Chasing Gezellig

Sharp Delft night
We are now in Andalucía, Spain, for nearly a month, but we can’t move on to the land of flamenco and sherry without at least a brief backward glance at the first three weeks of our five-month travel adventure—our house exchange in Groningen, the Netherlands.

Groningen is where Doris’s few and far-flung immediate family members—Greg, Carole and Abby— live, work and play. On the surface, we spent our time there hanging out with the kids, learning our way around the youngest and bikingest city in the country and taking overnight getaways to fabled Dutch destinations.

Underneath it all, we were being gezellig.

Men with fish

Old friends, sharing fried fish on a bench in the sunshine – gezellig.

Gezellig (pronounced pretty much like it looks but with a lot of throat-clearing on the g’s) is such a uniquely Dutch concept that it is considered the essence of untranslatability to English: a word for which nothing comparable exists in the language. The most common translation the Dutch use is “cozy,” but that is too limited. Gezellig is more like a state of mind, a sensation of being snug, warm and sociable, with quaint thrown in for ambience. It is invariably positive and so essential it has been called the heart of Dutch culture, even a national religion. When President Obama made his first visit to the Netherlands in 2014, it probably was inevitable he declared the visit “truly gezellig.” If someone were to make a word cloud of all the online reviews written by Dutch people for hotels and restaurants, “cozy” would take over the whole cloud.

And places are just the start of it.

Woman on bike

Parents biking babies is invariably gazellig.

The English-language story hour Carole has started at the Groningen library is gezellig. Home birth (still quite common) is gezellig, as is the enviable Dutch policy of providing every new mother a full-time nurse at home for the first week after baby’s arrival. Doting grandparents are gezellig, along with the day a week retired ones commonly spend taking care of their grands. Foursomes spending an afternoon playing cards in the corner bar are gezellig. Music, the moon, a cuddle with your cat can be gezellig. (People walking their cats are fantastically gezellig in my book.)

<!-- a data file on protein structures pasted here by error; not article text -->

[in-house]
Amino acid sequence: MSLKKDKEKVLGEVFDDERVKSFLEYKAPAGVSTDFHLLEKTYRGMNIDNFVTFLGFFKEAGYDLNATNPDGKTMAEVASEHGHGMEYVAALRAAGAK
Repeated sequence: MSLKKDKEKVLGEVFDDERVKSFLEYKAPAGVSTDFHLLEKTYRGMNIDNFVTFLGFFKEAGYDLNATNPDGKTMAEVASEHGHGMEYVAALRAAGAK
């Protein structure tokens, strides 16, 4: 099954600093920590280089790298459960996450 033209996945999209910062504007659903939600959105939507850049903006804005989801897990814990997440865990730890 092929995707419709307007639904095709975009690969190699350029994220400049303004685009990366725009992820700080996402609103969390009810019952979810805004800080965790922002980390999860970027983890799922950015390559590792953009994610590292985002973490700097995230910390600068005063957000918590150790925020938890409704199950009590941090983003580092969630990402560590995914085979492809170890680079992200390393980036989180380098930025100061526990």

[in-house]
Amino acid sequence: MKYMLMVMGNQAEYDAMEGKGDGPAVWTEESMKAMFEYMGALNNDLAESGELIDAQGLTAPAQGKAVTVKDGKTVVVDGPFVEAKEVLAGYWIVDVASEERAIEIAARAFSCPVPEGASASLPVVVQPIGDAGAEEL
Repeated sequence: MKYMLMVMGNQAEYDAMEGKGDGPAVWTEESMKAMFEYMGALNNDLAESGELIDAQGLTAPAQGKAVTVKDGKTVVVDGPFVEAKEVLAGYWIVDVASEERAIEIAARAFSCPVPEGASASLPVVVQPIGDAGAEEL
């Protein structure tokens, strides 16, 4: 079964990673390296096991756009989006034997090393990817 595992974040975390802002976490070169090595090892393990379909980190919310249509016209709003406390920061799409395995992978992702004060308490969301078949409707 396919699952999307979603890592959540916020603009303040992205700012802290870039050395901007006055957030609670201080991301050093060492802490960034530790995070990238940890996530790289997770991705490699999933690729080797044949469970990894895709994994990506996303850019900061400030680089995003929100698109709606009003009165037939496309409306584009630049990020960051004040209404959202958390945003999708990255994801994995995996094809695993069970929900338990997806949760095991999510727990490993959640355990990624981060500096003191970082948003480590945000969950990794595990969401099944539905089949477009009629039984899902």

Pixelmeter corrected

Connecting with animals definitely counts.

Gezellig’s opposite is onzellig or “not cozy” and, seriously, if you hear anything in the Netherlands is onzellig, it’s the direst of warnings: Don’t go there.

On our trip, an afternoon nibbling snacks and drinking beer with Greg and Carole in a pub with a playground for Abby was gezellig, the Delft hotel with a room in the gypsy caravan pictured on Partout was gezellig, and the magical Il Illusie apartment in Gouda that we entered through the flower shop below was fragrantly gezellig. Beer may not technically be gezellig, but since it is so often shared with friends in cozy place, it may well be.

Beer in bar

By any name, gezellig was the essence of our three weeks in the Netherlands, and we flew south to the sun of Spain wrapped in the cozy warmth of it.

Abby on swing

Many playgrounds in the Netherlands have cafes and bars in them, the better to promote gezellig.

Now in the rear-view mirror

    • Kinderdijk, Unesco World Heritage site of 19 working windmills
       
Windmills

Windmills, by provenance, are gezellig.

  • Apeldoorn, home to Paleis Het Loo, the Dutch equivalent of Windsor Palace
  • Gouda, where gouda cheese is not actually made
    Gouda

    The gezellig welcome at Il Illusie

    Heit Loo

    A gezellig table in the royal family’s palace